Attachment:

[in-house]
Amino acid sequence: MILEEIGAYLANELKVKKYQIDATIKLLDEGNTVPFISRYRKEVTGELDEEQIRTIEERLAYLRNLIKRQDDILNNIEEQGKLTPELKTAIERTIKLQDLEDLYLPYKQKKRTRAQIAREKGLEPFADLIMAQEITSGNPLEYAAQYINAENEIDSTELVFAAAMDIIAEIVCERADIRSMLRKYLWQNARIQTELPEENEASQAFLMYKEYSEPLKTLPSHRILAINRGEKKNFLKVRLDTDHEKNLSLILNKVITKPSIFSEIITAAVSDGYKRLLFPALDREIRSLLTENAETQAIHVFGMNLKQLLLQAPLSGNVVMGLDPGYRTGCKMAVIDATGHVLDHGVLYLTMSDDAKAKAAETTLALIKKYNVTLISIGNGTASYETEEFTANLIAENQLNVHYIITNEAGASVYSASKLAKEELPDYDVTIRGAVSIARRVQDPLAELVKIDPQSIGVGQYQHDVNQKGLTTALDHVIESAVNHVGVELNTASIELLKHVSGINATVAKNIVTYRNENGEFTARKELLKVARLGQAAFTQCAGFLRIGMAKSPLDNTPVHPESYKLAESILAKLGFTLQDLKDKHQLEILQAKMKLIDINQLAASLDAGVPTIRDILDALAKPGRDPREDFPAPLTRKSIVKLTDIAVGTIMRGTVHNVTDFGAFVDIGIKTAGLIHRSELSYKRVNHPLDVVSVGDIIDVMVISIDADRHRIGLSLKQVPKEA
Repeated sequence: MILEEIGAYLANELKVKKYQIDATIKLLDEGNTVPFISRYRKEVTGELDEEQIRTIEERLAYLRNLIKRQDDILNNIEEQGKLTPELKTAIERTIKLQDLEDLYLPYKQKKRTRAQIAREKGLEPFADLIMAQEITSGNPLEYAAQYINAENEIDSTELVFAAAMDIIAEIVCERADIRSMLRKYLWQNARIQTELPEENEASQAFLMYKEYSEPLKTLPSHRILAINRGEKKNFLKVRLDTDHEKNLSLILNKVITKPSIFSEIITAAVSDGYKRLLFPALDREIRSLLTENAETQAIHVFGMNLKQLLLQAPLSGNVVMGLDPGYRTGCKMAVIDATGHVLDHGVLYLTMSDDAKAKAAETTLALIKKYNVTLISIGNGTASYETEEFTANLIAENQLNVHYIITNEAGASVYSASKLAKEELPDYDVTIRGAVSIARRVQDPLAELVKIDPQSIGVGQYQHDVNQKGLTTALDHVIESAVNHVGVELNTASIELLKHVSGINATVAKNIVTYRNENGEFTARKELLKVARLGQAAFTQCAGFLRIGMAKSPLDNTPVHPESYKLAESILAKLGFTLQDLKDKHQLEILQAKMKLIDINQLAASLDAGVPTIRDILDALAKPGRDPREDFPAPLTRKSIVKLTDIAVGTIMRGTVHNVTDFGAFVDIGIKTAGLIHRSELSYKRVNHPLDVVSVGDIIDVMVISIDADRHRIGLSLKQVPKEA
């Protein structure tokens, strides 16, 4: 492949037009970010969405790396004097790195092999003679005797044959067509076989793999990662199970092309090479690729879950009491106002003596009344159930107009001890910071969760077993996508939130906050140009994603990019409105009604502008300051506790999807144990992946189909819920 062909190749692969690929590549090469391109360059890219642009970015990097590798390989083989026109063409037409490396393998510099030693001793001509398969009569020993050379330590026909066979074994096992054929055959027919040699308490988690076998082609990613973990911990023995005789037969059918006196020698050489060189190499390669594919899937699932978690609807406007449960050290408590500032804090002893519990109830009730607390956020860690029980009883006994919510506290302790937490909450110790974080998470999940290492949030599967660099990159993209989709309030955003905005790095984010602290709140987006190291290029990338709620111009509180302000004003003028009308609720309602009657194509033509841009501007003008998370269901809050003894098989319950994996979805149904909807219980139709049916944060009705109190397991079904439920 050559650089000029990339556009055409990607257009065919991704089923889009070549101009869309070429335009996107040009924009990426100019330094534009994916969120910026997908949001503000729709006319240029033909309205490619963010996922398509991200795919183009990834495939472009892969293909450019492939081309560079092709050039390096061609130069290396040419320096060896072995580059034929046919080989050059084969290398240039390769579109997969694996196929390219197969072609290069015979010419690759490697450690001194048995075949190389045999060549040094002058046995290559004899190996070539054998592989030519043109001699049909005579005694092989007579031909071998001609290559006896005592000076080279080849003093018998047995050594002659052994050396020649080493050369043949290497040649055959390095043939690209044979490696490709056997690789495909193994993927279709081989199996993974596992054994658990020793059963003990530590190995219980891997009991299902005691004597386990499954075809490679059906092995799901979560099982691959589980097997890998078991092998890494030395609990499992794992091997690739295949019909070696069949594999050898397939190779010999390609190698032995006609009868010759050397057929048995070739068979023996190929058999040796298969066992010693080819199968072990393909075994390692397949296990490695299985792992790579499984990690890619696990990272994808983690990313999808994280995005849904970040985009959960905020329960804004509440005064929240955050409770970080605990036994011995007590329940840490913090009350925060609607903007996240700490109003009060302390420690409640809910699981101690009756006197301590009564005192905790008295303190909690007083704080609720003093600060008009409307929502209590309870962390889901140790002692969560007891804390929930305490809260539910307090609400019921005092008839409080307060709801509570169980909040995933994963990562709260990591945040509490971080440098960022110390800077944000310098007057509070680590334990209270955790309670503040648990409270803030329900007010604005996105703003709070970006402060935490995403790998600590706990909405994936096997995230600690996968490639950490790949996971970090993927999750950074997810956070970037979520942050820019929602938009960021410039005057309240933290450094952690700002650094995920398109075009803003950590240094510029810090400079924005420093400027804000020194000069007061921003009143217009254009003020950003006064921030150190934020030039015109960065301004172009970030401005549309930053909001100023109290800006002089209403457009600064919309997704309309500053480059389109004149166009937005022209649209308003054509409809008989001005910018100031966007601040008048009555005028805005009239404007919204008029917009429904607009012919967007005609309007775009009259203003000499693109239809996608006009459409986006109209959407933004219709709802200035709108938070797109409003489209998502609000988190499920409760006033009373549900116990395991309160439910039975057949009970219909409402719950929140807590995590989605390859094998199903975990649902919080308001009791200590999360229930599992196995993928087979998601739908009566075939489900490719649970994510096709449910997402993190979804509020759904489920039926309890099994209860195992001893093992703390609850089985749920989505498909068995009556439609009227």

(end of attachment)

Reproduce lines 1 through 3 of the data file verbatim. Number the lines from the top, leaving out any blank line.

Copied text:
[in-house]
Amino acid sequence: MILEEIGAYLANELKVKKYQIDATIKLLDEGNTVPFISRYRKEVTGELDEEQIRTIEERLAYLRNLIKRQDDILNNIEEQGKLTPELKTAIERTIKLQDLEDLYLPYKQKKRTRAQIAREKGLEPFADLIMAQEITSGNPLEYAAQYINAENEIDSTELVFAAAMDIIAEIVCERADIRSMLRKYLWQNARIQTELPEENEASQAFLMYKEYSEPLKTLPSHRILAINRGEKKNFLKVRLDTDHEKNLSLILNKVITKPSIFSEIITAAVSDGYKRLLFPALDREIRSLLTENAETQAIHVFGMNLKQLLLQAPLSGNVVMGLDPGYRTGCKMAVIDATGHVLDHGVLYLTMSDDAKAKAAETTLALIKKYNVTLISIGNGTASYETEEFTANLIAENQLNVHYIITNEAGASVYSASKLAKEELPDYDVTIRGAVSIARRVQDPLAELVKIDPQSIGVGQYQHDVNQKGLTTALDHVIESAVNHVGVELNTASIELLKHVSGINATVAKNIVTYRNENGEFTARKELLKVARLGQAAFTQCAGFLRIGMAKSPLDNTPVHPESYKLAESILAKLGFTLQDLKDKHQLEILQAKMKLIDINQLAASLDAGVPTIRDILDALAKPGRDPREDFPAPLTRKSIVKLTDIAVGTIMRGTVHNVTDFGAFVDIGIKTAGLIHRSELSYKRVNHPLDVVSVGDIIDVMVISIDADRHRIGLSLKQVPKEA
Repeated sequence: MILEEIGAYLANELKVKKYQIDATIKLLDEGNTVPFISRYRKEVTGELDEEQIRTIEERLAYLRNLIKRQDDILNNIEEQGKLTPELKTAIERTIKLQDLEDLYLPYKQKKRTRAQIAREKGLEPFADLIMAQEITSGNPLEYAAQYINAENEIDSTELVFAAAMDIIAEIVCERADIRSMLRKYLWQNARIQTELPEENEASQAFLMYKEYSEPLKTLPSHRILAINRGEKKNFLKVRLDTDHEKNLSLILNKVITKPSIFSEIITAAVSDGYKRLLFPALDREIRSLLTENAETQAIHVFGMNLKQLLLQAPLSGNVVMGLDPGYRTGCKMAVIDATGHVLDHGVLYLTMSDDAKAKAAETTLALIKKYNVTLISIGNGTASYETEEFTANLIAENQLNVHYIITNEAGASVYSASKLAKEELPDYDVTIRGAVSIARRVQDPLAELVKIDPQSIGVGQYQHDVNQKGLTTALDHVIESAVNHVGVELNTASIELLKHVSGINATVAKNIVTYRNENGEFTARKELLKVARLGQAAFTQCAGFLRIGMAKSPLDNTPVHPESYKLAESILAKLGFTLQDLKDKHQLEILQAKMKLIDINQLAASLDAGVPTIRDILDALAKPGRDPREDFPAPLTRKSIVKLTDIAVGTIMRGTVHNVTDFGAFVDIGIKTAGLIHRSELSYKRVNHPLDVVSVGDIIDVMVISIDADRHRIGLSLKQVPKEA